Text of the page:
John Hart was born in Sackville, New Brunswick, on September 11, 1916 and learned to fly at the Halifax Flying Club in Halifax, Nova Scotia. In January 1939, he joined the Royal Air Force (RAF) on a short service commission and, in 1940, arrived at No. 7 Operational Training Unit in England, where the 24-year-old quickly found himself flying Westland Lysanders.

After a few postings in other parts of the country, including No. 614 Squadron and No. 613 Squadron, Flying Officer Hart was transferred from No. 54 Squadron to No. 602 (City of Glasgow) Squadron in Scotland. No. 602 was a robust fighter squadron that soon moved to Westhampnett, an emergency landing strip built on a satellite airfield at RAF Tangmere in southeastern England to fend off the German Luftwaffe. The airfield was being prepared for the Battle of Britain.

Build-up to the Battle of Britain

To fully understand the contribution of Flying Officer Hart and other Battle of Britain aircrew and groundcrew, it is important to put the pending battle into context.

Hitler’s military machine had overrun Europe with shocking speed. The Battle of France, which included the invasion of the Netherlands, Luxembourg and Belgium, began on May 10, 1940; Poland, Denmark and Norway had already fallen.

By June, France had fallen and the Allies had been forced off the continent. A few days later, Winston Churchill, the newly-elected Prime Minister of Great Britain, warned the British House of Commons about the dire situation facing the Allies:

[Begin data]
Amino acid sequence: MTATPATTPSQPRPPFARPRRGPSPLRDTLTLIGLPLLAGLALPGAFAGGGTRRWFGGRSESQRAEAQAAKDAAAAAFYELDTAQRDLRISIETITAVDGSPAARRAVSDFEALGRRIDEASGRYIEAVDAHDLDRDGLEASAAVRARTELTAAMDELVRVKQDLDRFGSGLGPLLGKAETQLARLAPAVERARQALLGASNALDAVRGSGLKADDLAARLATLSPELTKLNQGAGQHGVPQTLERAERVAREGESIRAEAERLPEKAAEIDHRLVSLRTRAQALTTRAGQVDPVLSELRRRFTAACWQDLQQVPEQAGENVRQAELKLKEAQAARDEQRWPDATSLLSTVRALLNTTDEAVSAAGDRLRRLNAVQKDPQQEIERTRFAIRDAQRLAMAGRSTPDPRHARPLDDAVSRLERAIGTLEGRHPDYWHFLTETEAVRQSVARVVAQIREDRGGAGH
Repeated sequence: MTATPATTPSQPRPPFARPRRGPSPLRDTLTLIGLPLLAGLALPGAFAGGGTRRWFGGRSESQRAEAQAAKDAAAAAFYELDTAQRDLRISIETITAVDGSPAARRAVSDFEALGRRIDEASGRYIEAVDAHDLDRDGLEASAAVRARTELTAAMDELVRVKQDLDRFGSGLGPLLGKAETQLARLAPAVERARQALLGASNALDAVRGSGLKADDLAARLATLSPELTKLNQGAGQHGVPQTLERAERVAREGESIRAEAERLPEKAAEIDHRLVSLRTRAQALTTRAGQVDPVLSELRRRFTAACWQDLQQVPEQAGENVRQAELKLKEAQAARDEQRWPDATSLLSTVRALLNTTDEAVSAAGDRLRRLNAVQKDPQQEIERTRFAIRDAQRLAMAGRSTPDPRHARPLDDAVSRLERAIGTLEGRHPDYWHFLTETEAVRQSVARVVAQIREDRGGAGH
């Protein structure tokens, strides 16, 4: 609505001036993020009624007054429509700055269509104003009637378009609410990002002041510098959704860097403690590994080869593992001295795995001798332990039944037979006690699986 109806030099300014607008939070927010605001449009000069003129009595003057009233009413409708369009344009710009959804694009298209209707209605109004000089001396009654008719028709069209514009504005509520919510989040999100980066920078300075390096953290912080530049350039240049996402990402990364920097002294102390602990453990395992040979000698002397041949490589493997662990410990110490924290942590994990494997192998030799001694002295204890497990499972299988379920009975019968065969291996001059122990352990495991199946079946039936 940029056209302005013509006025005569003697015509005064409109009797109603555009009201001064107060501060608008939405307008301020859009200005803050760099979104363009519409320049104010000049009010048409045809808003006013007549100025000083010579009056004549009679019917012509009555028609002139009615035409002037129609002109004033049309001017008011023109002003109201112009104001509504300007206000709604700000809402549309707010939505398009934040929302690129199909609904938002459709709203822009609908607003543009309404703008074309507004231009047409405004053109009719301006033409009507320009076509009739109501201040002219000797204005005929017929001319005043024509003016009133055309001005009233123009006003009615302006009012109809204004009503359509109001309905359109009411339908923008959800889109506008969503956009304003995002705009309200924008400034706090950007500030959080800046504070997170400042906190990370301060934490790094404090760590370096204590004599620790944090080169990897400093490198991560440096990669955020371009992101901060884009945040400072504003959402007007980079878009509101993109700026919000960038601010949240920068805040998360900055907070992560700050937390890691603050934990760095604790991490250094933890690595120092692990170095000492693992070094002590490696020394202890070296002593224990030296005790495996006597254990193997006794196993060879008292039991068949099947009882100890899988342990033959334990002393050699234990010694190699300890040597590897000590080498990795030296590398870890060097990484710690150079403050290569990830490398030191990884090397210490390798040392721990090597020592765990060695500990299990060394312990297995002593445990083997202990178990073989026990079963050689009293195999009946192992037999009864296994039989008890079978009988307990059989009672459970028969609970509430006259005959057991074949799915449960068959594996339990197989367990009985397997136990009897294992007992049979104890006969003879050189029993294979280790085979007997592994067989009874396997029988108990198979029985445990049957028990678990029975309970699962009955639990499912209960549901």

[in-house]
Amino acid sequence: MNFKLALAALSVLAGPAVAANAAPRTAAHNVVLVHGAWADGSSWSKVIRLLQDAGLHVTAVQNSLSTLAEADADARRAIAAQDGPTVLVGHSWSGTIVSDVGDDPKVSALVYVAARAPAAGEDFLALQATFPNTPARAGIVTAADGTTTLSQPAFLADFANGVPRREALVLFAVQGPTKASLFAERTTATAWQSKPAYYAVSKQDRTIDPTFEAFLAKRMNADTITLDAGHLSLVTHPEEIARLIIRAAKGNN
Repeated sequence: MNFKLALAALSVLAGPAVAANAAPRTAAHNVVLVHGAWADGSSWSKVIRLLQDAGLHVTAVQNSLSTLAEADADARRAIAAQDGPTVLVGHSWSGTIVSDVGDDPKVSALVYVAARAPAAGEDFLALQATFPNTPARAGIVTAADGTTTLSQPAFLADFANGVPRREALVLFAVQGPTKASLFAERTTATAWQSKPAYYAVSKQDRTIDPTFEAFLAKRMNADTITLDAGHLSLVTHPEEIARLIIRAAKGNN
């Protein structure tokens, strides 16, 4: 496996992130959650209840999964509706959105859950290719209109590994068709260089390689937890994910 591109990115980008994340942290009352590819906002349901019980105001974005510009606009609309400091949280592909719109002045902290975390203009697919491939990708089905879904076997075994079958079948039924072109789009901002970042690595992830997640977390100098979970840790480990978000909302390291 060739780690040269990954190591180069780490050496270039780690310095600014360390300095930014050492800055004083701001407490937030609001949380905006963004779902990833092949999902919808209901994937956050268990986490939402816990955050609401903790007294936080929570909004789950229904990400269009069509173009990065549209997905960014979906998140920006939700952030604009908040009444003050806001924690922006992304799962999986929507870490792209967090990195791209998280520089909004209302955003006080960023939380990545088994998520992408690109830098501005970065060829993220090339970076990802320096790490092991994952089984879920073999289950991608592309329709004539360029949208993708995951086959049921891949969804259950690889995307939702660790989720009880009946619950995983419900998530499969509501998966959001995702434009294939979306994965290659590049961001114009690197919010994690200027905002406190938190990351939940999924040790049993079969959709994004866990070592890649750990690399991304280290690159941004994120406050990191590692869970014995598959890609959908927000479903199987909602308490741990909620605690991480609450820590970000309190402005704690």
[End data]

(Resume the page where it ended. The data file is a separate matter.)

“The Battle of France is over. The Battle of Britain is about to begin. … Hitler knows that he will have to break us in this island or lose the war. Let us therefore brace ourselves to our duties, and so bear ourselves that, if the British Empire and its Commonwealth last for a thousand years, men will still say, ‘This was their finest hour’.”

Hitler now planned to launch a full-scale invasion of Great Britain. To succeed, he needed to dominate the airspace over the English Channel and southeast England; the Luftwaffe was given the task of eliminating the Royal Air Force “to such an extent that it [would] be incapable of putting up any sustained opposition to the invading troops”.

Flying Officer Hart braces himself for duty

In preparation for the momentous battle ahead, Flying Officer Hart moved from flying the Lysander to the Supermarine Spitfire at No. 54 Squadron, a conversion course that took only a week. By today’s standards, where military aircrews are given months to learn a new airframe, the course was a mere flash in time.

From the moment he finished his course, he was hooked on Spitfires.

“The Spitfire is a beautiful aircraft to fly,” he said. “It’s very responsive. You just have to think what you want to do, and it goes. You don’t have to fight it or pull it or yank it around. It just moves with you. You become a part of it. Beautiful to look at. Beautiful to fly.”